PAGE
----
Location data sources usually fall into one of two categories regarding restrictions: open data and closed data. Each type has its benefits and limitations.
Open data can be used in any application whenever you need it, including for commercial purposes. Open sources also allow you to correct the data.
However, you won't be the only one making corrections. While there's a large community of users continuously improving the data for everyone's benefit, the input of others can sometimes harm the data's integrity.
Regardless of which type of data sources you consider, look for information from the provider regarding the freshness of their data. The world is always changing, and the data you use should keep up.
Design and User Interface
Implementing a great-looking autosuggest search capability isn't necessarily challenging. The challenge is in setting it up on your website or mobile app in a way that functions just as well as it looks.
One of the biggest considerations should be whether the search capability will function on desktop, mobile or both. Mobile searches tend to have different objectives and a higher level of urgency than desktop searches. For example, while desktop searches are more likely to focus on research, mobile searches often occur at a point of action.
If the geosearch capability is at a purchase point or part of a navigation app, focus just as much effort on the ease of use of its mobile functionality as desktop.
Another factor to account for is the length of visible text in geosearch results. This is especially important if the geosearch capability needs to pull results globally or from a location where addresses are typically longer. Otherwise, geosearch results are not as helpful if there are several addresses that begin with the same words or numbers.
Finally, consider selecting a tool that can work with accessibility functions such as voice-to-text capabilities so that your website or app is useful to a larger audience and won't frustrate users who require these features.
Bias in Mobile and Web Searches
Whether a user is on their desktop or a mobile app, they can benefit from searches that return results with a bias toward their current location.
For example, web use cases such as job applicant sites or doctor registration portals can use browser geolocation to narrow geosearch results to locations near a job site's city or doctor's office. Without doing so, the geosearch tool could return many irrelevant results.
Similarly, geosearch that's part of a mobile app can use the app's location permissions along with the user's stored address to return suggestions. This would be helpful for user registrations such as for a hotel or Airbnb that requires a permanent address to secure the reservation.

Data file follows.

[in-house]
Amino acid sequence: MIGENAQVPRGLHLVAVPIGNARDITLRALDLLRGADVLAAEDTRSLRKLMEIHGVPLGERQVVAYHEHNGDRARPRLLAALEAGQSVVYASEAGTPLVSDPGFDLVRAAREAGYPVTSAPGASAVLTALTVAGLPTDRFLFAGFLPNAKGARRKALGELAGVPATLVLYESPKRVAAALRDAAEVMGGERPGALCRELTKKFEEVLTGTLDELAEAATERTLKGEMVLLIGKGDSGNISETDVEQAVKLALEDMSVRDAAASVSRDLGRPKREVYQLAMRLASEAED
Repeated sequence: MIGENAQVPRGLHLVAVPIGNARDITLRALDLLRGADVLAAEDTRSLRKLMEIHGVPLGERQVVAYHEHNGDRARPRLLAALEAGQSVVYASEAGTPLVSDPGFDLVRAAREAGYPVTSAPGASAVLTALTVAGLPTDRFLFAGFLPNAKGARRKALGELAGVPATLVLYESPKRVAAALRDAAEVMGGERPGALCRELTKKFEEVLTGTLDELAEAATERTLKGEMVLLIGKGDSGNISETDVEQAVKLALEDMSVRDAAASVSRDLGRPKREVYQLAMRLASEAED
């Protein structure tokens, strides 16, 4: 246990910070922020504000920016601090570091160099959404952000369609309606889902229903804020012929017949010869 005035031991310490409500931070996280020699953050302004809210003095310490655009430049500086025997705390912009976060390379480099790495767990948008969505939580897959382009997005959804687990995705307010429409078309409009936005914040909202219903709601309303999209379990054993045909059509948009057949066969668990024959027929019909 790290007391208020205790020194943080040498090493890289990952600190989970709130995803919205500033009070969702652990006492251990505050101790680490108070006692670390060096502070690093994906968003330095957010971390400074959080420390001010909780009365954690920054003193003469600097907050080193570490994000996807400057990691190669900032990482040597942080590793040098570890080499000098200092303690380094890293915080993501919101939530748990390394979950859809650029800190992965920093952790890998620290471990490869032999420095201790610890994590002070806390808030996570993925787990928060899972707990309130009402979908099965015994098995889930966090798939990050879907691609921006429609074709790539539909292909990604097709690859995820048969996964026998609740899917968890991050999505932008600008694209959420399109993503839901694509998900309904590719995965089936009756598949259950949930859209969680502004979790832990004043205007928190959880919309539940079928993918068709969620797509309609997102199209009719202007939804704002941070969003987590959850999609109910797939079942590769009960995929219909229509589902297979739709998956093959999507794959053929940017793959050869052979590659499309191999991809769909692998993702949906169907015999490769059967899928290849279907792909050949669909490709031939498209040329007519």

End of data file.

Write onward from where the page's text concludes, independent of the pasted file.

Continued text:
Accounting for Technical Issues
When providing results, a geosearch tool should account for:
Too many results (e.g., the user starts the search with "Main St"): limit results such as by prioritizing more common selections and limiting the number of suggestions.
Typos and misspellings: recognize and correct commonly mistyped words.
Abbreviations: correlate abbreviated search terms with the complete entries in the database.
Determine location relevancy: account for the purpose of the search when showing results. For example, if the search is for an address on a retail checkout page, results should only include relevant residential or business addresses, not those for landmarks.
These are all technical issues that a geosearch tool must address for a better user experience and more accurate results. Check for them in the listed capabilities of any geosearch tool that you're interested in.
Privacy and Data Protection
The European Union's General Data Protection Regulation (GDPR) sets strict directives regulating how companies around the world can collect, use, and store personal data from EU citizens. As other countries and states develop similar legislation (such as The California Consumer Privacy Act), it's vital that organizations adhere to personal data protection laws - or risk paying a significant fine.
If your organization uses a third-party geosearch tool to collect data from consumers, then you become responsible for handling that data correctly.
Build Vs. Buy
If you have a large in-house development team, you might consider building a geosearch tool instead of buying access to one. There are a few factors to consider before making that decision.
Pricing usually depends on usage, or how many searches are completed in a set period. Paying for a tool typically includes maintenance, updates and support but with lower costs if the provider has a large customer base. Building the tool yourself means that you pay for the design, testing, new developments and maintenance, and support is an internal responsibility as well.
Buying a geosearch tool will let you get started much more quickly than developing one in-house. In addition, there will likely be training opportunities as well to get your team up and running.
With a purchased solution, you must follow the terms and conditions of the vendor. However, when you build a tool, you're free to use it however you see fit as long as you follow government regulations like GDPR.
Like with any services that you implement on your site, consider the provider's business model, terms and customer service reputation. Those factors are just as important as functionality in determining if a geosearch tool will be a good fit for your business.